Monday, October 8, 2007

Guerilla Gleaning and Apple Mead

Yesterday at the Coop I came across one of the guys in my banal Education class and we started talking fermentation. He mentioned that he and his roommates had collected 500lbs of apples in the last month around town and told me where to find some trees that had a lot left on them even after they had filled a few bags yesterday.
So after scouting the spot, finding three very fruitful apple tree and jumping over a fence with my trusty Guthrie Center State Bank duffel bag I was the happy bearer of 50 lbs of free apples.
Which needed to be washed and the tub was the only thing I had that was large enough for them all.

Definitely not eating apples but still rather lovely.

What to do with 50 lbs of apples? I wanted to make hard cider but I don't have access to a press and I had promised PeatMoss and Ben a case of mead for their wedding. The awnser to my abundance of apples was melomel; or a mead that uses fruit juice in lieu of water.
So I chopped and boiled; and chopped some more.
The process is the same as making jelly toss the pulp into a bag and squeeze out the juice.

After burning myself the first time trying to pour into the 5 gallon crock I realized that bag fit nicely around the 2 gallon.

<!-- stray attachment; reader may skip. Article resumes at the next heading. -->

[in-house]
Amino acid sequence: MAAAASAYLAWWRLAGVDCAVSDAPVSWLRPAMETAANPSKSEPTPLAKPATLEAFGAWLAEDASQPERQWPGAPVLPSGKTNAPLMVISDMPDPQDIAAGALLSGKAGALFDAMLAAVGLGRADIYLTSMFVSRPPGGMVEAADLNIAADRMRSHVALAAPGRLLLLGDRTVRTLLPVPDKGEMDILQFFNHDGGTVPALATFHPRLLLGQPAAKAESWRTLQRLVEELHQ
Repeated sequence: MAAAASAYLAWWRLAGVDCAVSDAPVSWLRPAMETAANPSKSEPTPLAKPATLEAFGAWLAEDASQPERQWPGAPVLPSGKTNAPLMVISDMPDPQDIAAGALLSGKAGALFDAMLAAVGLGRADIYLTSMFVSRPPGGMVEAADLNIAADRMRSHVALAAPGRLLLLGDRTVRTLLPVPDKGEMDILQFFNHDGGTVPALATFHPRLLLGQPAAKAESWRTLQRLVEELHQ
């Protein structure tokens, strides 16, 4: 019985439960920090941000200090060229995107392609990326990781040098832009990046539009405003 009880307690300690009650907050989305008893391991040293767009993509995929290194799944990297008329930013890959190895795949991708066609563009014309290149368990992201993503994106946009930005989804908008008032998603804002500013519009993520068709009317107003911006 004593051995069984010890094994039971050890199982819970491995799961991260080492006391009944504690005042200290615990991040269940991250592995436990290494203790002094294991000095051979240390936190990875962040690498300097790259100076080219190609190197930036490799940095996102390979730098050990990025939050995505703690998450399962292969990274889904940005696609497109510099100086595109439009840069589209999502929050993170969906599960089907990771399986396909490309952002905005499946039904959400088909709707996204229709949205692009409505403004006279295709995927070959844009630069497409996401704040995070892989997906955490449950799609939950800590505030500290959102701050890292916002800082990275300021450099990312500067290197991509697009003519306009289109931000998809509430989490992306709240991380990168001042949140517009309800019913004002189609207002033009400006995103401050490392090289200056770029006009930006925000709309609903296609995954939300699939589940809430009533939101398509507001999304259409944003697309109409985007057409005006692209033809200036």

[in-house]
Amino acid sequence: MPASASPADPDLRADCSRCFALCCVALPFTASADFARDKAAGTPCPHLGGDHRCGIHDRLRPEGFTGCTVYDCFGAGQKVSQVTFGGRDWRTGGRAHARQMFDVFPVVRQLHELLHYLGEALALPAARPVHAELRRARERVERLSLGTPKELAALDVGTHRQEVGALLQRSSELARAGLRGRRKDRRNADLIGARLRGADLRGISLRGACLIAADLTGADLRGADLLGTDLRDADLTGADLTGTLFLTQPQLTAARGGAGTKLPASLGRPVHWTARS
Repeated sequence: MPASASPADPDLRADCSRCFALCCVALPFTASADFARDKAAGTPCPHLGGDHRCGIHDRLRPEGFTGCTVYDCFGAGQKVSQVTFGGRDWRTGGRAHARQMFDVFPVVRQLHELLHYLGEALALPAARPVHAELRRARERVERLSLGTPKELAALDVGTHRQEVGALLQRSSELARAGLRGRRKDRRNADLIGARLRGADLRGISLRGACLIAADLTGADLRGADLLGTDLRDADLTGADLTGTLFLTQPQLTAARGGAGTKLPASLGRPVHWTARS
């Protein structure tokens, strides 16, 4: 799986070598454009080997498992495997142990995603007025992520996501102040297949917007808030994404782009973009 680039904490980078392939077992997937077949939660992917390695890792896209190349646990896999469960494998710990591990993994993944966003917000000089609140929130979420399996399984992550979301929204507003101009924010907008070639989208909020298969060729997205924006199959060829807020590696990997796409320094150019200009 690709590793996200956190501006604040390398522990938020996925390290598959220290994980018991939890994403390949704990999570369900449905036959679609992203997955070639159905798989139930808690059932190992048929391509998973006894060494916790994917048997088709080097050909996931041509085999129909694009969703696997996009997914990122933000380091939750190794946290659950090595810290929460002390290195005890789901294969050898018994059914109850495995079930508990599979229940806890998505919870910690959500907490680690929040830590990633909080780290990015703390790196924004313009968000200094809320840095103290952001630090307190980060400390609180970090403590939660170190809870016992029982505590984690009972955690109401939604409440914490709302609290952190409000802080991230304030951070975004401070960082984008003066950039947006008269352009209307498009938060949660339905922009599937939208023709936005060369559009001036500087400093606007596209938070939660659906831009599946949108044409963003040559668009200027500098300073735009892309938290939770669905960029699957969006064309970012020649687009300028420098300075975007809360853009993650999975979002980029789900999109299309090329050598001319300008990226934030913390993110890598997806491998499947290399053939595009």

We had knitting tonight and so my playing was interrupted but it gave me an excuse to go get a new fermentation toy.

Behold the "Ale Pail". Not nearly as pretty as a five gallon glass demijohn but a 1/4 the cost and much more movable.
It's best to siphon rather than attempting to pour a five gallon stoneware crock.

The recipe for melomel goes as follows.

1 lb of sugar (brown preferably)
1 lb of honey (16 ounces = 2lb to a quart)
1 gallon of juice

Toss in a packet of yeast (you can let it ferment wildly but I'm not taking any chances with such a big batch). Champagne yeast produces a harder mead and this is for a wedding celebration after all.
All told I got bout 3 1/2 gallons of apple juice and made up the rest of the five gallons with water, the sugars, and honey.
The major cost for this project will be the bottles and the honey as I had 70 dollars worth of apples for free. I expect to get 4 bottles to the gallon; so 20 altogether, sixteen of which will go to the blushing grooms in May and four of which will be Christmas presents for a few people.

A cheese cloth goes over the ale pail until the mixture starts bubbling and then it gets sealed up until the fermentation slows. Probably 5 weeks given the size of this batch.

Today I'm going to ferment some radishes but I need to throw together a Multiple Intelligences project for class.

And look the mead is already bubbling happily!



frelsingi said...

fermenting wildly with sugar -- adding sugar to honey, that is -- would be a no good situation methinks... so twas a boon to add the champ yeast

dickie said...

hi! I'm not sure how I found your blog. It was probably linked to another blog I read. =)
I love your step-by-step pictures.

Eric & Tony said...
This comment has been removed by the author.
Eric & Tony said...

Awesome! You are inspiring me to try new things.